|New Fairy Tales, cover|
Fairy tales transport us. They take us to a world and ask us to accept its rules, magic and realities. The designation "fairy tale" is not limited to form or length, but fairy tales flourish in the short-story - almost aphoristic - form that can capitalize on the expected tropes, character types, and moral frames. I’m interested in authors who challenge these mores in language, character and structure.
Angela Carter’s The Bloody Chamber, is full of purple-prose, tortured, opulent images, and well-pitched repetition. Here we’ll find the familiars of Bluebeard and the Marquis de Sade and yet enter new territory when the protagonist’s mother rides in on a horse, wields a gun, and saves her daughter. With inimitable style, Carter shatters simplistic moralistic readings, making her heroine difficult, motivated by desire and naivety, and the novella length of the story is another way of troubling a form that can become burdened by its own habits.
Many of my favorite novels: Toni Morrison’s Beloved; Anne Patchett’s The Magician’s Assistant; Judy Budnitz’s If I Told you Once; and Jenny Erpenbeck’s Visitation, remind me of fairy tales – lush, political, with magical moments that create room for revelations and complications.
In these novels entrance is everything. Toni Morrison, with her sharp first sentences, always lets us know that what follows will not be a familiar narrative: "They shoot the white girl first" (Paradise). Or how Budnitz’s family saga starts in an elusive eastern European country, "a place where someone had forgotten to add the color" and this is folklore, familiar and strange. Then, as a more realistic voice takes over, it’s flashes of magic that show what is most possible and most troubling in this world - like the hand-knitted sweater out of which a misbehaving granddaughter cannot emerge.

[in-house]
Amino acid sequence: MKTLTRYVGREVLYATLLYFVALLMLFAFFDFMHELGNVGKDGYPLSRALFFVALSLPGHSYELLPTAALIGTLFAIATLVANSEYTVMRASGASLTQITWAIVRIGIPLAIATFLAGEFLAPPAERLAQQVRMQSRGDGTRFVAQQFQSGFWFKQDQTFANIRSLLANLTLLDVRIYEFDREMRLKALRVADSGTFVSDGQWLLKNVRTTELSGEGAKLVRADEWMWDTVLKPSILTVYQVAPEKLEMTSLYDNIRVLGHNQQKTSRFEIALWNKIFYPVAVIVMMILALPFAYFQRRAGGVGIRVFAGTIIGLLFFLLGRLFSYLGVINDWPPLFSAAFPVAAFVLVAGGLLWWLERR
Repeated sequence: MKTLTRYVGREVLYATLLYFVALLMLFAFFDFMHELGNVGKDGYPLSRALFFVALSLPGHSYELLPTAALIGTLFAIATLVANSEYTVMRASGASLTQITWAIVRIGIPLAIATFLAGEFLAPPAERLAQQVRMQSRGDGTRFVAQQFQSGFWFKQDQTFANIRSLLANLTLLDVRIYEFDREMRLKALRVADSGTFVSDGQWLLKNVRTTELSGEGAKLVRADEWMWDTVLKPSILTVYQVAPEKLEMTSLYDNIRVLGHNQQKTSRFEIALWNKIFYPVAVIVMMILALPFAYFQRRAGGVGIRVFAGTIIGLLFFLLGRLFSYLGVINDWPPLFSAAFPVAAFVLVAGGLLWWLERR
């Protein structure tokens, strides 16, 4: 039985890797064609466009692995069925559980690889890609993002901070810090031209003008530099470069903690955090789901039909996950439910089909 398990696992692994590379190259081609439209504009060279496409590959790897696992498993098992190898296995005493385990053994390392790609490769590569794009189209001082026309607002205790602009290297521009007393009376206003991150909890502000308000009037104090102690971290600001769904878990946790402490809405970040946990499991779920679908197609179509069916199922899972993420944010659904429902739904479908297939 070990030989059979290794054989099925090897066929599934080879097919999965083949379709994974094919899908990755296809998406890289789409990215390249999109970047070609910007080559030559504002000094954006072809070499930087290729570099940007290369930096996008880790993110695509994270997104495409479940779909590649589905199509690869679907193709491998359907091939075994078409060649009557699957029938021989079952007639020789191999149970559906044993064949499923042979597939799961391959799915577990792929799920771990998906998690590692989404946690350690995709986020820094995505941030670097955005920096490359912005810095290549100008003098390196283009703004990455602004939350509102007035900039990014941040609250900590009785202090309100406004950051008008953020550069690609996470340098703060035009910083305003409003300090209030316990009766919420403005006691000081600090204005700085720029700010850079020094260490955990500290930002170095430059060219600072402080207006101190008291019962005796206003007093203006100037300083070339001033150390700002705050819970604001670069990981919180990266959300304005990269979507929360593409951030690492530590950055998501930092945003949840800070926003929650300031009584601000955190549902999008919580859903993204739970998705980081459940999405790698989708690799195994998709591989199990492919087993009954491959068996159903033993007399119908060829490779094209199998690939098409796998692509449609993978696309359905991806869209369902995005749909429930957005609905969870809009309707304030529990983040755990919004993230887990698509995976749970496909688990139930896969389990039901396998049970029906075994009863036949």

Visitation, by Jenny Erpenbeck, begins in the glacial epoch and by page four there’s evocation of the folklore surrounding marriage that anchor us to the land, landowners and residents of a house by this German lake. Across wars and occupations, this house is a site of incredible injustice, displacements and violence and it’s this initial "othering" that gives this novel a ravaged sense of property and inheritance, and never lets us forget how precarious safety is. This myth-telling serves as the opening, of the book and of our minds, and allows for the narrative’s wild jumps in time and perspectives by rooting us in this mythical and yet all too real place.
Rather than create something familiar like the more aphoristic-length fairy tales tend to do, well-placed and inimitably written fairy tale elements within longer stories can shift the ground the characters walk on, the very air they breathe. These elements of impossibility and flashes of magic alter the expectations of the readers and change the possibilities of the narrative.
Elizabeth Reeder is a lecturer in English Literature at the University of Glasgow, Scotland. She published in a number of literary journals and anthologies. Her novels include Ramshackle, and, as she tells us, above, Fremont.